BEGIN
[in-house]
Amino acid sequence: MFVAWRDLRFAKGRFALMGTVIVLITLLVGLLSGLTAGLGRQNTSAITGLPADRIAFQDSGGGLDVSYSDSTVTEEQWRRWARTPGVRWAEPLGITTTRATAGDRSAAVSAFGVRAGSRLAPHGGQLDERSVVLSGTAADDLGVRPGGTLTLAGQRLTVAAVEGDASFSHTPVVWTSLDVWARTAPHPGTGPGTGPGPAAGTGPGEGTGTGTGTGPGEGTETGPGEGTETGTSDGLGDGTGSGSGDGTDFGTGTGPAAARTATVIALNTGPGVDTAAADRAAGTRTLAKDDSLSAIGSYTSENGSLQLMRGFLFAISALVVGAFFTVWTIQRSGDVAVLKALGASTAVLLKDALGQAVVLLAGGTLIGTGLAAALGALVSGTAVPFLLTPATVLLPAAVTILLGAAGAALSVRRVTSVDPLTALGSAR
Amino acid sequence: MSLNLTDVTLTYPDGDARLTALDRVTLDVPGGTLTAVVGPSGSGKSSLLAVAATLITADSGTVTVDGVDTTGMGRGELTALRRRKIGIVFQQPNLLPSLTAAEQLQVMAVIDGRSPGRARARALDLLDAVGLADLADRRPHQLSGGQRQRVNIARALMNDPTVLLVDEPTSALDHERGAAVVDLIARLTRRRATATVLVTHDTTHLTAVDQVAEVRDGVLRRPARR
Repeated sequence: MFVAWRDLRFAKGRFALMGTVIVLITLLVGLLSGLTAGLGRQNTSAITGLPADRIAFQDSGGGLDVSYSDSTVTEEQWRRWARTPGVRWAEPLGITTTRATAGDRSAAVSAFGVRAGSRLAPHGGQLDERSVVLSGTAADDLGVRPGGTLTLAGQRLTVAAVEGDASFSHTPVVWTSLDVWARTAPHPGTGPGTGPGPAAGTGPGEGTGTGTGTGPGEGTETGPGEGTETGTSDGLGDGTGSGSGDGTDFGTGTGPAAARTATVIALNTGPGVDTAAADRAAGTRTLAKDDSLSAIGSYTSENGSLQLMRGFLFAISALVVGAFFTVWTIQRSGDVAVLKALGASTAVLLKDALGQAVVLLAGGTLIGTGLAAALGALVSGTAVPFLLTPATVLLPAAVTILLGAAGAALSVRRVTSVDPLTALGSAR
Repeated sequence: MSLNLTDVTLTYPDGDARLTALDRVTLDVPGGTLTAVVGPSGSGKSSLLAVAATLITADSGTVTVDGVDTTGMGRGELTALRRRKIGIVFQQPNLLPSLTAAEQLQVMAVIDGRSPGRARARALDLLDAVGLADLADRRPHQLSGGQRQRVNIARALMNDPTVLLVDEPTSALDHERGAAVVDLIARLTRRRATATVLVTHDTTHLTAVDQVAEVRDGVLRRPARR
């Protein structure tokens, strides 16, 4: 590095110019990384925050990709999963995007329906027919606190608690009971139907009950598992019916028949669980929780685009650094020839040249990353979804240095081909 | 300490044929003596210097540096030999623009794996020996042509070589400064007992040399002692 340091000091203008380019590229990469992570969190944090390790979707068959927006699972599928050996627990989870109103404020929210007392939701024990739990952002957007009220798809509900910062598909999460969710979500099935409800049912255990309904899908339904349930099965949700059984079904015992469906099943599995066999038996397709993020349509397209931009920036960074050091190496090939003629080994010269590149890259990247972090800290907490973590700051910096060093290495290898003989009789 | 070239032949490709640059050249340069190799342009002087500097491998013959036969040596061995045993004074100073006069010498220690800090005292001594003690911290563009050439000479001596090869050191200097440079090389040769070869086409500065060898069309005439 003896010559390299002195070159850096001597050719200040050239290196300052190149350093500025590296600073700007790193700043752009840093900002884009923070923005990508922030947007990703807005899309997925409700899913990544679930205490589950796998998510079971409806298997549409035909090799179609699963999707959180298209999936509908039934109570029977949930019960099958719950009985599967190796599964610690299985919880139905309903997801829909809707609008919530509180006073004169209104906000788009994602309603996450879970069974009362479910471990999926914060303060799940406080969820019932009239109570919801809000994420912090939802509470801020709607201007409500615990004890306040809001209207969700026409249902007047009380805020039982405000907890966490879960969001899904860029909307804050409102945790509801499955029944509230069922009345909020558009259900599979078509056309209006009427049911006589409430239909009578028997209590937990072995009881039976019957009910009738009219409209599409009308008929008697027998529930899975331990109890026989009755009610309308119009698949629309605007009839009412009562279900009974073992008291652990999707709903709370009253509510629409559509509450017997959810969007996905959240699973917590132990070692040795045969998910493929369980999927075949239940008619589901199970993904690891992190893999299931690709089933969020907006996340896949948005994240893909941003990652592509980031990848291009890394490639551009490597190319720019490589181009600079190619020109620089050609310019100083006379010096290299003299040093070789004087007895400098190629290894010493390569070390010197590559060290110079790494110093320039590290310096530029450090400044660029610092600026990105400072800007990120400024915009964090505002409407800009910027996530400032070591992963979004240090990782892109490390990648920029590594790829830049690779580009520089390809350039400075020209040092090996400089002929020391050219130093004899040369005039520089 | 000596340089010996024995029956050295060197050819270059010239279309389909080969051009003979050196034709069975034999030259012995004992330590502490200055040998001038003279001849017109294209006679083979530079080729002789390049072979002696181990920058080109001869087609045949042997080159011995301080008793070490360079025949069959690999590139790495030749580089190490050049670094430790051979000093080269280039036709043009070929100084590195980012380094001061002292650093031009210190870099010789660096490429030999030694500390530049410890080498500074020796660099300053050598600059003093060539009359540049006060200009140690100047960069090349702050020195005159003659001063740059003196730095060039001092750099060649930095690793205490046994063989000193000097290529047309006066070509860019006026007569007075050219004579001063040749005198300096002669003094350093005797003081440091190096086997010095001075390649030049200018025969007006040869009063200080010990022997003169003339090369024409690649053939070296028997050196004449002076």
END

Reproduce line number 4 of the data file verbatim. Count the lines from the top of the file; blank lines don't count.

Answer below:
Repeated sequence: MFVAWRDLRFAKGRFALMGTVIVLITLLVGLLSGLTAGLGRQNTSAITGLPADRIAFQDSGGGLDVSYSDSTVTEEQWRRWARTPGVRWAEPLGITTTRATAGDRSAAVSAFGVRAGSRLAPHGGQLDERSVVLSGTAADDLGVRPGGTLTLAGQRLTVAAVEGDASFSHTPVVWTSLDVWARTAPHPGTGPGTGPGPAAGTGPGEGTGTGTGTGPGEGTETGPGEGTETGTSDGLGDGTGSGSGDGTDFGTGTGPAAARTATVIALNTGPGVDTAAADRAAGTRTLAKDDSLSAIGSYTSENGSLQLMRGFLFAISALVVGAFFTVWTIQRSGDVAVLKALGASTAVLLKDALGQAVVLLAGGTLIGTGLAAALGALVSGTAVPFLLTPATVLLPAAVTILLGAAGAALSVRRVTSVDPLTALGSAR